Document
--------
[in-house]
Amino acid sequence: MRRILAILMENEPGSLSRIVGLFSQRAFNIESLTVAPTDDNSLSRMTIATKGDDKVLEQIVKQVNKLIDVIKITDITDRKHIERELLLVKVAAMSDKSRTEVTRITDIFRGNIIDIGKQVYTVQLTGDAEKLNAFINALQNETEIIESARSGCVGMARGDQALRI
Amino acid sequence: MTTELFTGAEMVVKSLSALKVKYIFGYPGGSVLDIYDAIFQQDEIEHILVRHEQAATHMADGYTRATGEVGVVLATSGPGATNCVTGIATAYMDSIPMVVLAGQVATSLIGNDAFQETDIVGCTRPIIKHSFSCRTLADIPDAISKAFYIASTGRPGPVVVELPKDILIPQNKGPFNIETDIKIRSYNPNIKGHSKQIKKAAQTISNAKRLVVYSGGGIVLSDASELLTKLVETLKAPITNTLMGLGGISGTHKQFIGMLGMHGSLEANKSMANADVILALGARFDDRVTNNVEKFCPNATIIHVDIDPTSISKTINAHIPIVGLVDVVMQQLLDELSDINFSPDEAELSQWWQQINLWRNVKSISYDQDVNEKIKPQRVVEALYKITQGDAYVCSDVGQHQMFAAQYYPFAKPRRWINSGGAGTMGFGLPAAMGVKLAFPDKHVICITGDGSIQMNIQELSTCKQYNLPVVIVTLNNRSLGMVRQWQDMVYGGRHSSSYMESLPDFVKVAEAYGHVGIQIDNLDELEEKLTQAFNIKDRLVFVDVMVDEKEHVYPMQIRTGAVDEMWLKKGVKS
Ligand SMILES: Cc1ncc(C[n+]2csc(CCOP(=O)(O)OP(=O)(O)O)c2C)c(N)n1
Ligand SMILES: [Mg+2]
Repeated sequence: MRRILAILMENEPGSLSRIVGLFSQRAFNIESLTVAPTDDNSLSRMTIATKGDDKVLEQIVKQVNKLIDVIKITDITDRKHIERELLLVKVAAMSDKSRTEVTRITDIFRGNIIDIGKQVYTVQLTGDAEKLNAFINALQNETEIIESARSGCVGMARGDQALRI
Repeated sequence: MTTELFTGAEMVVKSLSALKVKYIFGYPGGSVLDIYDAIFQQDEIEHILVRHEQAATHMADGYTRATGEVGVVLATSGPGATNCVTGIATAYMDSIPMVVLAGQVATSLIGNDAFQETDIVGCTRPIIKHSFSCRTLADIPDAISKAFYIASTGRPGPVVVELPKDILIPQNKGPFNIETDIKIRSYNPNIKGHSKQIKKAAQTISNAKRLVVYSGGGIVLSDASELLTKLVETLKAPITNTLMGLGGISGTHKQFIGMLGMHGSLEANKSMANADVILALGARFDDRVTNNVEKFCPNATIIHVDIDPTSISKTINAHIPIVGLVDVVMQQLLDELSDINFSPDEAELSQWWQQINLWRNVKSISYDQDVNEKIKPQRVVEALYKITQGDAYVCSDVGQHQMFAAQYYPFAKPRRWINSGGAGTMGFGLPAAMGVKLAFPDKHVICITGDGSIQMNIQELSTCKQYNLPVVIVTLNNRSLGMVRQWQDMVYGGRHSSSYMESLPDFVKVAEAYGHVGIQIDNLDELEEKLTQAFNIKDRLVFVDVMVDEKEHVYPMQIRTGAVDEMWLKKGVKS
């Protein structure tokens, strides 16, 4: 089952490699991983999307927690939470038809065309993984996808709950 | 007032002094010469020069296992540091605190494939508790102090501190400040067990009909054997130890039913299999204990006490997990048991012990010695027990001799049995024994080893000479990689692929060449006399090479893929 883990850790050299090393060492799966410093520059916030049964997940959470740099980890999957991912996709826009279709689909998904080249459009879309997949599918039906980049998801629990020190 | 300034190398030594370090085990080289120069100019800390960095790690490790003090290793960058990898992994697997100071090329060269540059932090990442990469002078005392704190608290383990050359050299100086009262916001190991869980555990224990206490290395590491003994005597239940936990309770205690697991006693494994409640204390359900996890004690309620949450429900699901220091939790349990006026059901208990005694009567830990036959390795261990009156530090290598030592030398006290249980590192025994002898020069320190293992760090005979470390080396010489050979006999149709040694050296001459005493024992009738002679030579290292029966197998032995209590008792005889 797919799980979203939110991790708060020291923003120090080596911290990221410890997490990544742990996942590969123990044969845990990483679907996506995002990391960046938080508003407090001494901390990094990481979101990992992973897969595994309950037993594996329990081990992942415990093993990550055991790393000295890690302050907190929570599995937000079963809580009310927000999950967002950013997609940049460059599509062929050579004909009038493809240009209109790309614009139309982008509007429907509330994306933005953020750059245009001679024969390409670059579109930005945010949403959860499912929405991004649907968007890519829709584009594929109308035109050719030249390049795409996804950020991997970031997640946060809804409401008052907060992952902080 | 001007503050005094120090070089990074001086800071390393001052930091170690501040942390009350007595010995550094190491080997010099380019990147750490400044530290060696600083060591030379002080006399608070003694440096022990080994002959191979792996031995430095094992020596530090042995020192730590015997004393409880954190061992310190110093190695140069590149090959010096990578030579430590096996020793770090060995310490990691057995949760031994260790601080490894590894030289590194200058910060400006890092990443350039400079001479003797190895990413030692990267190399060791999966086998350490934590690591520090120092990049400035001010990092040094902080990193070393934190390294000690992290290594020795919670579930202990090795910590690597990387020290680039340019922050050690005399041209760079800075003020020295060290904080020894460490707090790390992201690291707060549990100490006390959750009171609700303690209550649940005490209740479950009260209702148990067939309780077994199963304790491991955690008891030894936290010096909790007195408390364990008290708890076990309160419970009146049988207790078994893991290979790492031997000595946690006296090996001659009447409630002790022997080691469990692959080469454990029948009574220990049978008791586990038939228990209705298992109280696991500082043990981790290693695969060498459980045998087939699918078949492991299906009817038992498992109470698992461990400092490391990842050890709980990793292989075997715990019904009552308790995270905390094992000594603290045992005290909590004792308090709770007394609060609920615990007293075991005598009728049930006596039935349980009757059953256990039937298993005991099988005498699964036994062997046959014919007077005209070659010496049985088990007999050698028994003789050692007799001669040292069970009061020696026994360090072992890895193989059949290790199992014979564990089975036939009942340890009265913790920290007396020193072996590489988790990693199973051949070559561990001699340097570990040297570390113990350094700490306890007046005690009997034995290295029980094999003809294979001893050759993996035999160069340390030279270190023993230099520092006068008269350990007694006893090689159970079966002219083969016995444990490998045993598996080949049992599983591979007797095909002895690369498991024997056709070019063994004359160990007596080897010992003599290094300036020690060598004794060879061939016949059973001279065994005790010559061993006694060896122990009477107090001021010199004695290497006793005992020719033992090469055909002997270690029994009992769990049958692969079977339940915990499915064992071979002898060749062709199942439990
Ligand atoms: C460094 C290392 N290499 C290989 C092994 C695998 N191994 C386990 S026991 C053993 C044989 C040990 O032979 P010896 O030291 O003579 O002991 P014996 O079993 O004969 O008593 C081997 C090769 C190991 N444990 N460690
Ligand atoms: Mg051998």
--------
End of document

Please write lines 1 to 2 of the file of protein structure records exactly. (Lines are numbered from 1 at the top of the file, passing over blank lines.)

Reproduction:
[in-house]
Amino acid sequence: MRRILAILMENEPGSLSRIVGLFSQRAFNIESLTVAPTDDNSLSRMTIATKGDDKVLEQIVKQVNKLIDVIKITDITDRKHIERELLLVKVAAMSDKSRTEVTRITDIFRGNIIDIGKQVYTVQLTGDAEKLNAFINALQNETEIIESARSGCVGMARGDQALRI